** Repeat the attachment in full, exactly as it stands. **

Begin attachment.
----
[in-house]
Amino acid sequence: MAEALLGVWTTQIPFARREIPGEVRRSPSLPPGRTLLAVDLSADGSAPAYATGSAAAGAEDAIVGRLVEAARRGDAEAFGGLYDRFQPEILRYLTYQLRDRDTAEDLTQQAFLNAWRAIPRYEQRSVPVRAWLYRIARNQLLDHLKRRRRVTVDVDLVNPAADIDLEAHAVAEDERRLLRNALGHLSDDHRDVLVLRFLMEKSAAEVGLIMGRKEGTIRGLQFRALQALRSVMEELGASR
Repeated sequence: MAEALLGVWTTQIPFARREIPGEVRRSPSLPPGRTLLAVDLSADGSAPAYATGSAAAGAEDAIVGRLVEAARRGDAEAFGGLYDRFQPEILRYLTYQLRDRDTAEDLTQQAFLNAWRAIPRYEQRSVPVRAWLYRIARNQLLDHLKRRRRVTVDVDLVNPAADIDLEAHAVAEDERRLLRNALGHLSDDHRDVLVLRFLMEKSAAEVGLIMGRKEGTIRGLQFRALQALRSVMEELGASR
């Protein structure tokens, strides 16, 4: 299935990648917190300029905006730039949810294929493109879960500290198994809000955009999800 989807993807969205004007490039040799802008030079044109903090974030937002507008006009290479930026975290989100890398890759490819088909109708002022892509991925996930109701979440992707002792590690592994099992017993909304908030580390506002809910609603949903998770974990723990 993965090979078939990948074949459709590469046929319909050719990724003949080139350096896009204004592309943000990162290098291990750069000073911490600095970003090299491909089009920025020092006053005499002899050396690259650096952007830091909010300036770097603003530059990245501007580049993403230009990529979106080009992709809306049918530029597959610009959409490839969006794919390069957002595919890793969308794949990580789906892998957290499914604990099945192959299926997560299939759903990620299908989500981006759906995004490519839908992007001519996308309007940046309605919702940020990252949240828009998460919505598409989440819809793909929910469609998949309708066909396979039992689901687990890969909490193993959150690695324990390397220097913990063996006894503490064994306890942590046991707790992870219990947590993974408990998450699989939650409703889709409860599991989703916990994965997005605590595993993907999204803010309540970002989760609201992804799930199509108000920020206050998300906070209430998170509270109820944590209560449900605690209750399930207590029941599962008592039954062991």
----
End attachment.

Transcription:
[in-house]
Amino acid sequence: MAEALLGVWTTQIPFARREIPGEVRRSPSLPPGRTLLAVDLSADGSAPAYATGSAAAGAEDAIVGRLVEAARRGDAEAFGGLYDRFQPEILRYLTYQLRDRDTAEDLTQQAFLNAWRAIPRYEQRSVPVRAWLYRIARNQLLDHLKRRRRVTVDVDLVNPAADIDLEAHAVAEDERRLLRNALGHLSDDHRDVLVLRFLMEKSAAEVGLIMGRKEGTIRGLQFRALQALRSVMEELGASR
Repeated sequence: MAEALLGVWTTQIPFARREIPGEVRRSPSLPPGRTLLAVDLSADGSAPAYATGSAAAGAEDAIVGRLVEAARRGDAEAFGGLYDRFQPEILRYLTYQLRDRDTAEDLTQQAFLNAWRAIPRYEQRSVPVRAWLYRIARNQLLDHLKRRRRVTVDVDLVNPAADIDLEAHAVAEDERRLLRNALGHLSDDHRDVLVLRFLMEKSAAEVGLIMGRKEGTIRGLQFRALQALRSVMEELGASR
């Protein structure tokens, strides 16, 4: 299935990648917190300029905006730039949810294929493109879960500290198994809000955009999800 989807993807969205004007490039040799802008030079044109903090974030937002507008006009290479930026975290989100890398890759490819088909109708002022892509991925996930109701979440992707002792590690592994099992017993909304908030580390506002809910609603949903998770974990723990 993965090979078939990948074949459709590469046929319909050719990724003949080139350096896009204004592309943000990162290098291990750069000073911490600095970003090299491909089009920025020092006053005499002899050396690259650096952007830091909010300036770097603003530059990245501007580049993403230009990529979106080009992709809306049918530029597959610009959409490839969006794919390069957002595919890793969308794949990580789906892998957290499914604990099945192959299926997560299939759903990620299908989500981006759906995004490519839908992007001519996308309007940046309605919702940020990252949240828009998460919505598409989440819809793909929910469609998949309708066909396979039992689901687990890969909490193993959150690695324990390397220097913990063996006894503490064994306890942590046991707790992870219990947590993974408990998450699989939650409703889709409860599991989703916990994965997005605590595993993907999204803010309540970002989760609201992804799930199509108000920020206050998300906070209430998170509270109820944590209560449900605690209750399930207590029941599962008592039954062991």